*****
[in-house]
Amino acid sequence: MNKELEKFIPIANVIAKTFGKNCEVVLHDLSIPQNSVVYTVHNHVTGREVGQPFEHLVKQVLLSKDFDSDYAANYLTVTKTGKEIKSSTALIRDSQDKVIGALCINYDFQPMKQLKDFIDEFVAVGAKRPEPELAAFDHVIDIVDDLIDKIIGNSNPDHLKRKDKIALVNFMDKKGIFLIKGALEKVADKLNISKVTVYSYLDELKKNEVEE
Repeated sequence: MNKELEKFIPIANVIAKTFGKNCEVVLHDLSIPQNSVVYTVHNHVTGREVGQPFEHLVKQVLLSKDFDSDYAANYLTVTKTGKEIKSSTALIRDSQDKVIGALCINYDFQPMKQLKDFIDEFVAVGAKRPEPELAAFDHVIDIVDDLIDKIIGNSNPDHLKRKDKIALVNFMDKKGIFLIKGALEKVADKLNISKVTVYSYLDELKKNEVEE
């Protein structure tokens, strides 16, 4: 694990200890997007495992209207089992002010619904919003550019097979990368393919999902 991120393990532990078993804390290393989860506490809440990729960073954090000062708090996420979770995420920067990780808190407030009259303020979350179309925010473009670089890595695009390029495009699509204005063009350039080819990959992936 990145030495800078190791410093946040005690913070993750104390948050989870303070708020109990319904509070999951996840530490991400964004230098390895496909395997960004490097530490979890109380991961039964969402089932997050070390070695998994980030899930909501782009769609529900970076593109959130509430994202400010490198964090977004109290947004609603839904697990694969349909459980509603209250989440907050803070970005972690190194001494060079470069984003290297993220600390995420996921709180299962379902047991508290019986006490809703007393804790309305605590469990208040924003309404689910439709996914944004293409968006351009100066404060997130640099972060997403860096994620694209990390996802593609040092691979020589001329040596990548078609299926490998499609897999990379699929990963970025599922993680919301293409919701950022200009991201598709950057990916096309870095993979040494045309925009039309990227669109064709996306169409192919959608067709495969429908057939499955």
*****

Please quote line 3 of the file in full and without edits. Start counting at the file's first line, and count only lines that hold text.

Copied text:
Repeated sequence: MNKELEKFIPIANVIAKTFGKNCEVVLHDLSIPQNSVVYTVHNHVTGREVGQPFEHLVKQVLLSKDFDSDYAANYLTVTKTGKEIKSSTALIRDSQDKVIGALCINYDFQPMKQLKDFIDEFVAVGAKRPEPELAAFDHVIDIVDDLIDKIIGNSNPDHLKRKDKIALVNFMDKKGIFLIKGALEKVADKLNISKVTVYSYLDELKKNEVEE